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--> things—like better medical information, better building materials, and more diverse options in business and education. The down side to all of this is that as easily as there can be information, there can be misuse of information. So what does this mean for our children? More than ever, they need to be mathematically savvy. Learning to think and reason mathematically is the only way our children can be sure that they are in control, not being controlled. More practically, almost every job these days requires at least some elementary understanding of mathematics. In fact, many of the jobs that keep our country competitive and successful in the global market are jobs that require more than basic mathematics comprehension. Not that everyone needs to be able to program a computer or predict the stock market, but with the vastly increased speed of statistical calculation (and manipulation) and easier and faster global communication, our children need to know what a number means, where it came from, and how best to judge its veracity. As the Governor of Georgia, I take all of this pretty seriously. I know the importance of bringing businesses to my state to create jobs for Georgians. The world, however, is their marketplace; to be healthy, competitive, and economically secure, our citizens must understand mathematics. They need to become comfortable with the notion of mathematics as a tool for life. GOVERNOR ZELL MILLER was elected Governor of the state of Georgia in 1990. Since taking office, his love of teaching and commitment to education has resulted in one of the most ambitious agendas to improve public education in this century. Governor Miller's public career includes service at virtually every level of government: as mayor, as a member of the state senate, as lieutenant governor, and now as Governor. He is currently Chairman of the Education Commission of the States. He has also chaired the Southern Governors' Association, the Appalachian Regional Commission, and the Council of State Governments. Governor Miller keynoted the 1992 Democratic National Convention in New York and chaired the Platform Drafting Committee for the 1996 Democratic National Convention in Chicago.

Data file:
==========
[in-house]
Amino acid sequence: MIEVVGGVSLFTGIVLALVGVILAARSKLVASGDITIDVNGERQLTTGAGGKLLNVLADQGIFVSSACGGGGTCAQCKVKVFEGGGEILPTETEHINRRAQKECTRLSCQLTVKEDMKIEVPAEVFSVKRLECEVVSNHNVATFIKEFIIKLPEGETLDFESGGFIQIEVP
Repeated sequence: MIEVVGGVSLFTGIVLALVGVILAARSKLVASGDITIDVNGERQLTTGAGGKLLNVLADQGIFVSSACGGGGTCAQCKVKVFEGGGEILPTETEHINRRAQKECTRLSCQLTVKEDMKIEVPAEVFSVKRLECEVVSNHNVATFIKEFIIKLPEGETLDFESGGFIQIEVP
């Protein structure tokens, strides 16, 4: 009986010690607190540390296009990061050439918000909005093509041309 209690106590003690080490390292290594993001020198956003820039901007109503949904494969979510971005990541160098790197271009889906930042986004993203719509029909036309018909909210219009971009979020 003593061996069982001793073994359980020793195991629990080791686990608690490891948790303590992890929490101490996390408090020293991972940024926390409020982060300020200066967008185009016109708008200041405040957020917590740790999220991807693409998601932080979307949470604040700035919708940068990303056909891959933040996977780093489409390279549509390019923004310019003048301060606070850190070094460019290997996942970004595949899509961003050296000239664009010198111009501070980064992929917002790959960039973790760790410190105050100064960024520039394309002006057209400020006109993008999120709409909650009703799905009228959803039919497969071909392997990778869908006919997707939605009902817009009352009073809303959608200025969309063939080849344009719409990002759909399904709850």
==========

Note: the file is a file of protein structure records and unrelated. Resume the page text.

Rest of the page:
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--> Acknowledgments For over ten years the Mathematical Sciences Education Board (MSEB) has worked to support the improvement of mathematics education. The work of the Board becomes visible largely through publications, beginning with Everybody Counts (1989) and Reshaping School Mathematics (1990). High School Mathematics at Work builds on this prior work. Like Measuring Up (1992), it contains student tasks; like Mathematical Preparation of the Technical Work Force (1995), it highlights the mathematics needed for careers. High School Mathematics at Work was developed through the efforts of more people than can be named individually here. We gratefully acknowledge the generous financial support of the Pew Charitable Trusts, and thank both Robert Schwartz for his special encouragement with this project when he was Director of their Education Programs, as well as Janet Kroll for her continuing interest and support as our program officer. The project was launched as a 12th grade sequel to Measuring Up through the initiative of Linda P. Rosen. The MSEB first envisioned that this sequel would illuminate some features of high-quality high school mathematics teaching and learning through standards-based assessment tasks. The growing interest in school-to-work issues, however, led to our giving this theme major prominence. With this new focus, Lynn Arthur Steen and Susan Forman designed the